• Success at such an early age, she recalls, brought on feelings of anxiety and emptiness. “Certain there was something else,” Arianna embarked on a period of spiritual searching. She read the writings of psychoanalysts Sigmund Freud and Carl Jung, and of Yogi Sri Aurobindo and various mystical philosophers. She did dream analysis, explored the New Age programs est and Lifespring, walked on hot coals with the life coach Tony Robbins, and got involved with a mystic who claimed to be channeling a 3,000-year-old man. “I began to see,” Huffington says, “how basically for people to find themselves spiritually there had to be an element of service, a dedication to something more than ourselves.” The result of this was her second book, After Reason, a densely written treatise that argued for the need to integrate spirituality into modern politics. Attacking the “bankruptcy of Western political leadership,” and describing politics as “our hypnotized acquiescence in this organized sham,” the book called for a “spiritual revolution” in Western democracies. Nothing less, she wrote, could save “individual freedom” in a culture where “the ‘pursuit of happiness’ has been reduced today to the pursuit of comfort.”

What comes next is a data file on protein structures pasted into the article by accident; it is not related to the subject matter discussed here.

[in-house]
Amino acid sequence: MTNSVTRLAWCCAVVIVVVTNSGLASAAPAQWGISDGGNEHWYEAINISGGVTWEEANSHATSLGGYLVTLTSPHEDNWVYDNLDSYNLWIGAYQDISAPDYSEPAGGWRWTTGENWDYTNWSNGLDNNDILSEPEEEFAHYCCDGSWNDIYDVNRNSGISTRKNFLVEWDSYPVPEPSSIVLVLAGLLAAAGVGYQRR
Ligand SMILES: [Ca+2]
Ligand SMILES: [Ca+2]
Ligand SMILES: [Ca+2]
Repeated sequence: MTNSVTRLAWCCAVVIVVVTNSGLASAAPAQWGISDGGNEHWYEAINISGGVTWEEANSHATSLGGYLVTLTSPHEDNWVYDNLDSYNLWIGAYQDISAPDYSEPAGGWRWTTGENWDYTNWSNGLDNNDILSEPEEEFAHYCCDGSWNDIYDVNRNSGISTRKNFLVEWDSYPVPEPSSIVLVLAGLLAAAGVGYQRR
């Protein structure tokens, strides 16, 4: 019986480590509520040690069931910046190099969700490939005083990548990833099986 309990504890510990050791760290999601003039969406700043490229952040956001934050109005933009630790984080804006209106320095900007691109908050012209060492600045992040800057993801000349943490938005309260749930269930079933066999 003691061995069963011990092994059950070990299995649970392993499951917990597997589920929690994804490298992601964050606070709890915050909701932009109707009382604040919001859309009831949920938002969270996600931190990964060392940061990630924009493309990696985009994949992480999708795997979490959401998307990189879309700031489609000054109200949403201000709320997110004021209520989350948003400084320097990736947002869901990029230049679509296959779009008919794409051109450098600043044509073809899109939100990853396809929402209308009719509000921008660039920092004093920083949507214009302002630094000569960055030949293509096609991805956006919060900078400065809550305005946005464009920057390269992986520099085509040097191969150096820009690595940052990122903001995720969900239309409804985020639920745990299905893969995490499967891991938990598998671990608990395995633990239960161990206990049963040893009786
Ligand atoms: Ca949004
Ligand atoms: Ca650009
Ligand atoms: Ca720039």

• And then there was John-Roger. The press went wild with the allegation that Arianna had been, since the late 1970s, a minister in the guru’s Church of the Movement of Spiritual Inner Awareness (MSIA). A New Age spiritualist whose seminars and books advance a regimen of therapy, positive thinking, and rigorous self-improvement, John-Roger was also believed by his followers to embody the “Mystical Traveler Consciousness,” which inhabits God’s chosen one on earth. It was never clear whether Arianna believed, as many of John-Roger’s adherents did, that he was the personification of God and that he could read her mind, heal her illnesses, and even endow her with the power to change the weather. Over and over, she obfuscated as the press dogged her with questions about John-Roger, whom ex-followers accused in the press of mind control, electronic eavesdropping, and sexually coercing his male acolytes. Several former adherents also said that John-Roger had almost completely controlled Arianna, financing her lavish lifestyle in New York in return for introductions to her powerful friends, guiding her through her courtship with Huffington (she allegedly called him after each date “to see what God would do next”), and instructing her to marry Huffington for his money. When asked about John-Roger, Arianna denied these allegations and claimed that he was just a friend, and that she knew very little about his teachings. “I have not spent many years in his training,” she told Vanity Fair in 1994. “Nobody’s been a guru to me.”